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in Review: January 6 – 13
E-MAIL address belongs to us!
This week’s number one spam word
is E-MAIL, and it has been mostly
detected in messages promoting counterfeit Viagra and Cialis pills from world’s
top spammer, Canadian Pharmacy. The online store continues to use small-size
image-based messages impersonating newsletters. More than that, every single
link included in the message body leads the user to a clone of the website.
These websites are now hosted on randomly-generated, 9-character domains (qu******h.cn)
purchased via a Chinese registrar.
2. Privacy, Policy, Copyright and Unsubscribe,
On the second place, we don’t
have a single word, as usually, but rather a group of four words that are
closely interconnected and like to “travel” in the same messages. The
above-mentioned terms have been identified by BitDefender’s spam researchers in
a large wave of unsolicited mail also coming from Canadian Pharmacy. They are
part of the footer disclaimer in newsletter-like messages. Rather than
performing the mentioned task, these hyperlinks take the user to various copies
of Canadian Pharmacy online stores.
3. Having any DIFFCULTY? Please CLICK here!
Ranking second in this issue of the Spam Omelette, the word DIFFICULTY has been
spotted by BitDefender’s spam researchers in image-based messages sent by
Canadian Pharmacy. The full text advises users that, should they be unable to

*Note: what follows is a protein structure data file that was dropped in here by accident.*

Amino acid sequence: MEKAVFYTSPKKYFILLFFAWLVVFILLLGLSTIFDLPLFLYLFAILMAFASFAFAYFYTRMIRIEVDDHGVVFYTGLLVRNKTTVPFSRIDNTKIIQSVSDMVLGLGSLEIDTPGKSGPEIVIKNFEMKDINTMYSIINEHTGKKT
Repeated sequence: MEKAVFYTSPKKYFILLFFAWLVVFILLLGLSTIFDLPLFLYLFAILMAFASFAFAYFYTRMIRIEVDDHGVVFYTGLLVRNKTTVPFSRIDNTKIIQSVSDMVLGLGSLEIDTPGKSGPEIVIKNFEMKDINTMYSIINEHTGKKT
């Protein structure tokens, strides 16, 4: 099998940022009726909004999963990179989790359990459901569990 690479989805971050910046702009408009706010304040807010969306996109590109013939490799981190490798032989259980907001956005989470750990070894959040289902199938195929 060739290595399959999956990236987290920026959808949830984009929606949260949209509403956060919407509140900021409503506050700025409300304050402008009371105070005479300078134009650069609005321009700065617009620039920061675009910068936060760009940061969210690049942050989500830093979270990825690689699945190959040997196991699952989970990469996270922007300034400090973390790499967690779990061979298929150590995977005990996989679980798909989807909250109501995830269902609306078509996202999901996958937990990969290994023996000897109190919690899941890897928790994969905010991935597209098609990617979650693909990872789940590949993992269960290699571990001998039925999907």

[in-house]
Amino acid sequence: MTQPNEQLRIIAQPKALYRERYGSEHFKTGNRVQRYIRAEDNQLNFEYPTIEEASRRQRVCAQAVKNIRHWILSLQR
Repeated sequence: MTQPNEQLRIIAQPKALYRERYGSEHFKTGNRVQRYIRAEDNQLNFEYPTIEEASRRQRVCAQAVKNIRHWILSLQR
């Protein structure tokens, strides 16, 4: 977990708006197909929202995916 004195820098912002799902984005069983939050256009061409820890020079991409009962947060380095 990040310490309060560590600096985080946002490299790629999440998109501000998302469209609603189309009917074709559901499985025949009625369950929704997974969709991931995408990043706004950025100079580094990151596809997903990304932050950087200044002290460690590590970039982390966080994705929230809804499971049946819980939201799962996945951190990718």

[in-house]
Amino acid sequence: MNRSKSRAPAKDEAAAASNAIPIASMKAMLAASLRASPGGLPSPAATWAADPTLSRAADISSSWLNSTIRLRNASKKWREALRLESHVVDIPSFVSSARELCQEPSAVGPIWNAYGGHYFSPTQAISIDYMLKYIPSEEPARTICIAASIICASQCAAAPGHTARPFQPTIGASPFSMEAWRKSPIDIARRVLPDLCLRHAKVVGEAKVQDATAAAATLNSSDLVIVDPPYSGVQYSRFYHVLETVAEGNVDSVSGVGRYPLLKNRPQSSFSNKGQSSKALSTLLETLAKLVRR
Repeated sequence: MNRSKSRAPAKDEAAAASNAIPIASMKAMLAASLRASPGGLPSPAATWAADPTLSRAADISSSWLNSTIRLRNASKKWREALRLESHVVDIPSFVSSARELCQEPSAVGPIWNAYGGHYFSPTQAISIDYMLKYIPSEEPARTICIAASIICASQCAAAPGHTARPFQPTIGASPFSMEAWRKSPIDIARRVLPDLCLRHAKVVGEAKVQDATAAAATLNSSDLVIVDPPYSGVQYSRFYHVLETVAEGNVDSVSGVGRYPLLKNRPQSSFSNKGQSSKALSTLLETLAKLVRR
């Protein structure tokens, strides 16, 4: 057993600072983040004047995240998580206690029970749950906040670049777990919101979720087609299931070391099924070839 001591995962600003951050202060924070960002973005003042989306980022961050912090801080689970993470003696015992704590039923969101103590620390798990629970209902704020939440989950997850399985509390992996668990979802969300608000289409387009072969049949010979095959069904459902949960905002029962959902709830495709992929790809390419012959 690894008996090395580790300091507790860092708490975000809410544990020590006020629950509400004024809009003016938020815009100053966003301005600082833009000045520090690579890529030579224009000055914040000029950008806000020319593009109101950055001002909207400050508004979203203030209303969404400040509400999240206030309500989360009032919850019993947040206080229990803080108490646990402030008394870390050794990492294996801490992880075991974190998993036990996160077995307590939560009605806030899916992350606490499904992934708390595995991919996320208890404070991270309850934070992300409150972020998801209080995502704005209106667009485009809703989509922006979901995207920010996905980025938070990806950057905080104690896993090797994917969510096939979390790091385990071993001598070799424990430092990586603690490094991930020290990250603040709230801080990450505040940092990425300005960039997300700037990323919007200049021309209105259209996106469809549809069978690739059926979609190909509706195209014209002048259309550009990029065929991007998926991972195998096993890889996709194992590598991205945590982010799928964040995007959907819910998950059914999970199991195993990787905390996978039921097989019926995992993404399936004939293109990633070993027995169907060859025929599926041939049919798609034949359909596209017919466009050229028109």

see the embedded image, they may click on a link in order to view the
“newsletter” as HTML contents.
4. CONTACT us if you need more spam!
The word CONTACT takes the fourth
place and has been detected in two medium-sized spam campaigns. While the
former spam wave tries to sell sexual enhancements (knockoff Viagra and
Cialis), the latter presents the services offered by the”China-based” webdesign
company we talked about in our previous issues of the Spam Omelette.
5. Counterfeit software PRODUCTS on discount!
Ranking last in this week’s issue
of the Spam Omelette, the word products has been mostly associated with
messages promoting counterfeit software from miscellaneous websites.
This medium-sized spam wave uses
multiple subject tag lines to lure unwary users into opening the email, such as
“Want to Speak another Language?” or “Download Windows-7 at incredible discount”.
Although these offerings are
presented as genuine software at a dramatically discounted price (since you
don’t get the “expensive user manual” and DVD cover), they are in fact
pirated copies downloaded using